3-D Mesh Generation Nonlinear Systems
Energy Science and Technology Software Center (ESTSC)
1994-04-07
INGRID is a general-purpose, three-dimensional mesh generator developed for use with finite element, nonlinear, structural dynamics codes. INGRID generates the large and complex input data files for DYNA3D, NIKE3D, FACET, and TOPAZ3D. One of the greatest advantages of INGRID is that virtually any shape can be described without resorting to wedge elements, tetrahedrons, triangular elements or highly distorted quadrilateral or hexahedral elements. Other capabilities available are in the areas of geometry and graphics. Exact surfacemore » equations and surface intersections considerably improve the ability to deal with accurate models, and a hidden line graphics algorithm is included which is efficient on the most complicated meshes. The primary new capability is associated with the boundary conditions, loads, and material properties required by nonlinear mechanics programs. Commands have been designed for each case to minimize user effort. This is particularly important since special processing is almost always required for each load or boundary condition.« less
Dawood, A; Marti Marti, B; Sauret-Jackson, V; Darwood, A
2015-12-01
3D printing has been hailed as a disruptive technology which will change manufacturing. Used in aerospace, defence, art and design, 3D printing is becoming a subject of great interest in surgery. The technology has a particular resonance with dentistry, and with advances in 3D imaging and modelling technologies such as cone beam computed tomography and intraoral scanning, and with the relatively long history of the use of CAD CAM technologies in dentistry, it will become of increasing importance. Uses of 3D printing include the production of drill guides for dental implants, the production of physical models for prosthodontics, orthodontics and surgery, the manufacture of dental, craniomaxillofacial and orthopaedic implants, and the fabrication of copings and frameworks for implant and dental restorations. This paper reviews the types of 3D printing technologies available and their various applications in dentistry and in maxillofacial surgery. PMID:26657435
NASA Technical Reports Server (NTRS)
Walatka, Pamela P.; Buning, Pieter G.; Pierce, Larry; Elson, Patricia A.
1990-01-01
PLOT3D is a computer graphics program designed to visualize the grids and solutions of computational fluid dynamics. Seventy-four functions are available. Versions are available for many systems. PLOT3D can handle multiple grids with a million or more grid points, and can produce varieties of model renderings, such as wireframe or flat shaded. Output from PLOT3D can be used in animation programs. The first part of this manual is a tutorial that takes the reader, keystroke by keystroke, through a PLOT3D session. The second part of the manual contains reference chapters, including the helpfile, data file formats, advice on changing PLOT3D, and sample command files.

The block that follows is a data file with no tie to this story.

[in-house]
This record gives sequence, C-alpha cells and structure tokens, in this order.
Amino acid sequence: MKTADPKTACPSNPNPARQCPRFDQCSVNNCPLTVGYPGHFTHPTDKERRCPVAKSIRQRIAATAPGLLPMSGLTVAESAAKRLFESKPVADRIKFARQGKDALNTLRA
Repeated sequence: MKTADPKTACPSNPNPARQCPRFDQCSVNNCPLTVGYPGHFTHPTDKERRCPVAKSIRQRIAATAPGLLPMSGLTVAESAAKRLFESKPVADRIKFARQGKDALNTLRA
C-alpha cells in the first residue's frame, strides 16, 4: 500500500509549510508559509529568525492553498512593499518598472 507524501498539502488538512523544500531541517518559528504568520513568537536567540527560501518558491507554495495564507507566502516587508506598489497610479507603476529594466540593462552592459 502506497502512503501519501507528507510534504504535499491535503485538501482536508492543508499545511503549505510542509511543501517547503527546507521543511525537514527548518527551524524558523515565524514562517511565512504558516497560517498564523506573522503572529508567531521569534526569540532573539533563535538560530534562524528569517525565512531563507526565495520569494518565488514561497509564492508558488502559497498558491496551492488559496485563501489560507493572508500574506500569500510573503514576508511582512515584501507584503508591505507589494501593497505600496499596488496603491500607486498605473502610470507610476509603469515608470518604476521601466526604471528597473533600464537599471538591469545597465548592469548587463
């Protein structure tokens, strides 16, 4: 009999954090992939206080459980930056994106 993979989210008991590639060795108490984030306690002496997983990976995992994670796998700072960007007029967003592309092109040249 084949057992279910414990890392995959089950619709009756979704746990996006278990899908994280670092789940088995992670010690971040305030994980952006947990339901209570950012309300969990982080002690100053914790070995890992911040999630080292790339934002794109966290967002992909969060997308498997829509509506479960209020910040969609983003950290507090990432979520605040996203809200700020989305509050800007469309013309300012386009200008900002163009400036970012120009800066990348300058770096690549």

PLOT3D/AMES, APOLLO UNIX VERSION USING GMR3D (WITH TURB3D)
NASA Technical Reports Server (NTRS)
Buning, P.
1994-01-01
PLOT3D is an interactive graphics program designed to help scientists visualize computational fluid dynamics (CFD) grids and solutions. Today, supercomputers and CFD algorithms can provide scientists with simulations of such highly complex phenomena that obtaining an understanding of the simulations has become a major problem. Tools which help the scientist visualize the simulations can be of tremendous aid. PLOT3D/AMES offers more functions and features, and has been adapted for more types of computers than any other CFD graphics program. Version 3.6b+ is supported for five computers and graphic libraries. Using PLOT3D, CFD physicists can view their computational models from any angle, observing the physics of problems and the quality of solutions. As an aid in designing aircraft, for example, PLOT3D's interactive computer graphics can show vortices, temperature, reverse flow, pressure, and dozens of other characteristics of air flow during flight. As critical areas become obvious, they can easily be studied more closely using a finer grid. PLOT3D is part of a computational fluid dynamics software cycle. First, a program such as 3DGRAPE (ARC-12620) helps the scientist generate computational grids to model an object and its surrounding space. Once the grids have been designed and parameters such as the angle of attack, Mach number, and Reynolds number have been specified, a "flow-solver" program such as INS3D (ARC-11794 or COS-10019) solves the system of equations governing fluid flow, usually on a supercomputer. Grids sometimes have as many as two million points, and the "flow-solver" produces a solution file which contains density, x- y- and z-momentum, and stagnation energy for each grid point. With such a solution file and a grid file containing up to 50 grids as input, PLOT3D can calculate and graphically display any one of 74 functions, including shock waves, surface pressure, velocity vectors, and particle traces. PLOT3D's 74 functions are organized into
PLOT3D/AMES, APOLLO UNIX VERSION USING GMR3D (WITHOUT TURB3D)